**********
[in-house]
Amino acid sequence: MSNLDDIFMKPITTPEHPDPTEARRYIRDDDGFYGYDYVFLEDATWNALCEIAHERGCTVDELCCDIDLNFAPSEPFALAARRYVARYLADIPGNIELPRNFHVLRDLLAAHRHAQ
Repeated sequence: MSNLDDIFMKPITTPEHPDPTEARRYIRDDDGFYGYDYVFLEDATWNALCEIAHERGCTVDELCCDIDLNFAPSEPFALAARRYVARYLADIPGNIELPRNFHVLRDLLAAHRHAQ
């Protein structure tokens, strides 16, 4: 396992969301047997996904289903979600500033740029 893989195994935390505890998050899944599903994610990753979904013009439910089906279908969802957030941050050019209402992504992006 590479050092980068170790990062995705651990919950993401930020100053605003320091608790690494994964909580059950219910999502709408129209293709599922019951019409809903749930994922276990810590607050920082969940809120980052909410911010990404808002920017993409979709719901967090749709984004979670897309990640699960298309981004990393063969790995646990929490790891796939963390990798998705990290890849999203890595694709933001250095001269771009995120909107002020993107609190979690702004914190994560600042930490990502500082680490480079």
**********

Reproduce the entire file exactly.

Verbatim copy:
[in-house]
Amino acid sequence: MSNLDDIFMKPITTPEHPDPTEARRYIRDDDGFYGYDYVFLEDATWNALCEIAHERGCTVDELCCDIDLNFAPSEPFALAARRYVARYLADIPGNIELPRNFHVLRDLLAAHRHAQ
Repeated sequence: MSNLDDIFMKPITTPEHPDPTEARRYIRDDDGFYGYDYVFLEDATWNALCEIAHERGCTVDELCCDIDLNFAPSEPFALAARRYVARYLADIPGNIELPRNFHVLRDLLAAHRHAQ
């Protein structure tokens, strides 16, 4: 396992969301047997996904289903979600500033740029 893989195994935390505890998050899944599903994610990753979904013009439910089906279908969802957030941050050019209402992504992006 590479050092980068170790990062995705651990919950993401930020100053605003320091608790690494994964909580059950219910999502709408129209293709599922019951019409809903749930994922276990810590607050920082969940809120980052909410911010990404808002920017993409979709719901967090749709984004979670897309990640699960298309981004990393063969790995646990929490790891796939963390990798998705990290890849999203890595694709933001250095001269771009995120909107002020993107609190979690702004914190994560600042930490990502500082680490480079």